Pete Russell, an assistant professor in architecture and the built environment at the University of Nottingham, said the 110m² crèche was built over six weeks by a group of 50 students from the institution’s Design+Built Studio.

The crèche has three classrooms, a sickbay, kitchen, storage room and office. The building also boasts solar lights and charging ports. Outside, the kids can enjoy play facilities.

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Russell said the team took into consideration the area’s climate when designing the building. “It was oriented to be day-lit. The roof overhangs to provide shade on the windows,” he said.

“It’s great for our students to get the experience and be involved. It’s a project for optimists and I hope it does make a difference,” Russell added.

The crèche has three classrooms, a sickbay, kitchen, storage room and office. (Photo: Lucas Ledwaba / Mukurukuru Media)

According to Chrisna Stander, chairperson of the Thušanang Trust, the organisation acts as a training facility for educators to become ECD teachers. It also coordinates plans with communities to identify crèches that need help with infrastructure development. Once this has been done, the trust liaises with the university, which then takes over the design and building of the structures.

Martha Molepo, a resident of Maripathekong, said she hoped the residents would work together to support and protect the building to ensure it could raise a new generation of leaders.

“This is the first building of its kind in our village. She [Rose] previously worked from a garage, which was not ideal. But now we are happy,” she said.

Mmatshipi Molepo, a senior elder in the Molepo Traditional Council, which provided the land for the project, lauded the development as a significant step in bringing change to the village.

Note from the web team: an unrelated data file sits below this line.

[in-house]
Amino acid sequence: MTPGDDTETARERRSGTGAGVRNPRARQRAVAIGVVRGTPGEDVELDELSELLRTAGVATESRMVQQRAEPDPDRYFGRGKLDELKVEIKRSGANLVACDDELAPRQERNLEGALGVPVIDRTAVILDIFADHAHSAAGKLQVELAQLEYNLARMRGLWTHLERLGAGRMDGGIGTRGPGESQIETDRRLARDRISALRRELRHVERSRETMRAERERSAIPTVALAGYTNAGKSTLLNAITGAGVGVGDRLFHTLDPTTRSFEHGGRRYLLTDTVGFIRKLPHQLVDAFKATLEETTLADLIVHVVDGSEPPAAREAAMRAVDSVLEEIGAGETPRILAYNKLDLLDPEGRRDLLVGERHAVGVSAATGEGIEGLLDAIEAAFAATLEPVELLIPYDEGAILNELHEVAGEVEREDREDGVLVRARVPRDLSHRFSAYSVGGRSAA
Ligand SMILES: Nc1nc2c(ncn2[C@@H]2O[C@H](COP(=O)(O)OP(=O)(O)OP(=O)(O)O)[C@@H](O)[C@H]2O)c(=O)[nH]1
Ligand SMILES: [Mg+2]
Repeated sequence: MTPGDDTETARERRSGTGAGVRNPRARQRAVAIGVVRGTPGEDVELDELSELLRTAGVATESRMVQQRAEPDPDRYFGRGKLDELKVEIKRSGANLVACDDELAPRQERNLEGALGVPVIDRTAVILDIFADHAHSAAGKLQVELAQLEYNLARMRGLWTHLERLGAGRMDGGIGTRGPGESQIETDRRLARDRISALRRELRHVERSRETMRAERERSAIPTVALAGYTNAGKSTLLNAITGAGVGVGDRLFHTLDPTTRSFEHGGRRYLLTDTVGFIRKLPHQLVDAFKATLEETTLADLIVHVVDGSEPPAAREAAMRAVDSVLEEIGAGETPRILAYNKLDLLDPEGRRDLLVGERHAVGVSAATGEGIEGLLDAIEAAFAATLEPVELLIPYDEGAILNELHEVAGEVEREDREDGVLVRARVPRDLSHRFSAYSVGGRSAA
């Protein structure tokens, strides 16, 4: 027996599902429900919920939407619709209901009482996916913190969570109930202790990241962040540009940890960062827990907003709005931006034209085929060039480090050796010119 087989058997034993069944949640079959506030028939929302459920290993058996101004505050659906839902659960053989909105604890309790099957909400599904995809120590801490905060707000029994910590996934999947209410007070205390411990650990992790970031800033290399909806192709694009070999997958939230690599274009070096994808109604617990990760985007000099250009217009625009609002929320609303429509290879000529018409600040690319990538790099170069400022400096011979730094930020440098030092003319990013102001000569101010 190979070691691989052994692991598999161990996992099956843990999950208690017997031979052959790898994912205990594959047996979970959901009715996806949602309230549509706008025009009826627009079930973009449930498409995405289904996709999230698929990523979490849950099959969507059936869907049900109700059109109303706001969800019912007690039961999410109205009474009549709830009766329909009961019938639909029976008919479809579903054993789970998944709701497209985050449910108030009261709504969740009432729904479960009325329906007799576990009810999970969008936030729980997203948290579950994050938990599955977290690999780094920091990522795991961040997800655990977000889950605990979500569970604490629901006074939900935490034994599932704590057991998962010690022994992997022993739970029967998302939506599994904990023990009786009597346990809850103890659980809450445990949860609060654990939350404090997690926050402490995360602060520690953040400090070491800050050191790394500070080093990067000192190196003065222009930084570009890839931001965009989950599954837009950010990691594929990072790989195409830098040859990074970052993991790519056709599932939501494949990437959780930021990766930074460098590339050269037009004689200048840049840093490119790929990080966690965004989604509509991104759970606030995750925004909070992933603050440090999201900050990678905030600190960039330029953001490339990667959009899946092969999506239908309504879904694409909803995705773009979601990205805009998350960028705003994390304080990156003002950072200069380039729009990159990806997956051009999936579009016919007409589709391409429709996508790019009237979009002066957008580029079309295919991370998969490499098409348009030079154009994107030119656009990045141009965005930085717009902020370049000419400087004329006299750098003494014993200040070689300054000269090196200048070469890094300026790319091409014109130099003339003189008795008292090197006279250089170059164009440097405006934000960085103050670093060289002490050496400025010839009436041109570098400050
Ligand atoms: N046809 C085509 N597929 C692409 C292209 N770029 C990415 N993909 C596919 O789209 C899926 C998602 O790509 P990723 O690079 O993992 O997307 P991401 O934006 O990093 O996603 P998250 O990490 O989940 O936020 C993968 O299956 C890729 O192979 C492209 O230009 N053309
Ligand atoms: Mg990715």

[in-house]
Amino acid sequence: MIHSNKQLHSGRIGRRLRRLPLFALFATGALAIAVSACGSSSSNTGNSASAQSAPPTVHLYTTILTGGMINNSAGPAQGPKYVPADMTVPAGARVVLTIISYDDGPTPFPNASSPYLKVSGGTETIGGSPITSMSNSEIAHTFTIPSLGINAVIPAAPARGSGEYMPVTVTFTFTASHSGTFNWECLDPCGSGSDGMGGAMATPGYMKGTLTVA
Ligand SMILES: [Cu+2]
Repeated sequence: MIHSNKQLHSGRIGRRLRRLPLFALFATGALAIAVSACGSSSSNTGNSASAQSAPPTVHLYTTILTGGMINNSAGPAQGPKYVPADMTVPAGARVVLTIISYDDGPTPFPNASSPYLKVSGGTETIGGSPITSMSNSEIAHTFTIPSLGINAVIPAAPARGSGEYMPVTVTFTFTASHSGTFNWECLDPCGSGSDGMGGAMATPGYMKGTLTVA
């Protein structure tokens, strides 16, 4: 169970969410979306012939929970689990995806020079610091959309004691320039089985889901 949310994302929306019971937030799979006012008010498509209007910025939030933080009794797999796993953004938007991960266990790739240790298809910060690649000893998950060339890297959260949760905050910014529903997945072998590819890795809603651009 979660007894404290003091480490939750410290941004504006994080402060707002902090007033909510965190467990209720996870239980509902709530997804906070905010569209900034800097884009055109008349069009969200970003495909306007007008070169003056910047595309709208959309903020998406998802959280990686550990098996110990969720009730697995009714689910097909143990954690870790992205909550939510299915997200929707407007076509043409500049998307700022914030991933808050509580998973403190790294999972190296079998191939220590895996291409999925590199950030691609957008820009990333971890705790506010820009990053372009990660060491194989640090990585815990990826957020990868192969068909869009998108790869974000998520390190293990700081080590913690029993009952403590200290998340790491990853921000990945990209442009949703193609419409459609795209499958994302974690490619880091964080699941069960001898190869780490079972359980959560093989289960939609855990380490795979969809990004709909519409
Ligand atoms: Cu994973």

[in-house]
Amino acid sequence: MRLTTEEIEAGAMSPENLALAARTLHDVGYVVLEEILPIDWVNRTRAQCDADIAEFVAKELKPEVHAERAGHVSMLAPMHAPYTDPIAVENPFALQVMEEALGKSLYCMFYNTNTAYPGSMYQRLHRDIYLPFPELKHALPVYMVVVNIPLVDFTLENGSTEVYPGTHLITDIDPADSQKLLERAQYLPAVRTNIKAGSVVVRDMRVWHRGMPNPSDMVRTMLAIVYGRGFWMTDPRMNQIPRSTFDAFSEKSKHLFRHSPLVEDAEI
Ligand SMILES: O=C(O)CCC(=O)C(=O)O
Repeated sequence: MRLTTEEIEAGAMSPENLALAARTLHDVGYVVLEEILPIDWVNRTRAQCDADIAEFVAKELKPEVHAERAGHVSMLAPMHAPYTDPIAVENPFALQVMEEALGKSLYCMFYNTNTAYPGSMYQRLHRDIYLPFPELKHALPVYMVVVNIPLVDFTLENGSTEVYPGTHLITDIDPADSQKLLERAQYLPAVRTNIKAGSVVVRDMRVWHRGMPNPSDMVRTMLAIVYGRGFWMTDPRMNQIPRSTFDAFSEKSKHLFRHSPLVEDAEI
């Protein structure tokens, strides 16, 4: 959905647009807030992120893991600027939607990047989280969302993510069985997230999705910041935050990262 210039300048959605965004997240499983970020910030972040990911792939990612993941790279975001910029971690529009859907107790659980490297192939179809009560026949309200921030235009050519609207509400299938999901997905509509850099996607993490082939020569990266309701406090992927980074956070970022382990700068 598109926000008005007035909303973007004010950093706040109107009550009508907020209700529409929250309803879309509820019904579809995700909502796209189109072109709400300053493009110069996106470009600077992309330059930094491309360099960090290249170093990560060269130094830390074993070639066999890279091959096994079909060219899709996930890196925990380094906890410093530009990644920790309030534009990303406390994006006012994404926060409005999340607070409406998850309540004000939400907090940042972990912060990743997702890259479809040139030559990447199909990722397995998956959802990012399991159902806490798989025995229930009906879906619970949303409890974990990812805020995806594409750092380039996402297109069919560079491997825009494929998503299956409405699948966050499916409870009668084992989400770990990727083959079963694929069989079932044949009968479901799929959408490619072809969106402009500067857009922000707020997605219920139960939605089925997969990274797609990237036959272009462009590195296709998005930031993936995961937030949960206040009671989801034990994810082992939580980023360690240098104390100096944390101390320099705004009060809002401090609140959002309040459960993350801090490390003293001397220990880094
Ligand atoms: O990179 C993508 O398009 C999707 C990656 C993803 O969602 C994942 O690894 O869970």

The building team took into consideration the area’s climate when designing the crèche. (Photo: Lucas Ledwaba / Mukurukuru Media)

Statistics from the 2011 census showed that the nearby town of Ga-Molepo, which falls under the Polokwane municipality, had a dependency ratio of 96.6%, with 60,9% of the 1,157 households headed by women.

“We are in a rural area far from a lot of things,” said Molepo. “When people come to us with ideas to help us develop, we welcome them with both hands. We were approached by Thušanang, which said it wanted to help. Today we are proud to see this structure here. We love development and we welcome it.”  

As residents, students and other stakeholders raised dust dancing in celebration, Rose Molepo brandished the set of keys to the school.

“This building just makes me so proud,” she said. Mukurukuru Media/DM

Lucas Ledwaba is the founder and editor of Mukurukuru Media.

This story first appeared in our weekly Daily Maverick 168 newspaper, which is available countrywide for R29.


Comments - Please in order to comment.

  • Jane Crankshaw says:

    Lovely story….good to see that “Colonialism” is alive and well and doing some good! Would have been a better story, had all those local “South Africans” who had won huge tenders, got big back handers and profited from the demise of Eskom had built this school and many others…investing in the future of South Africa!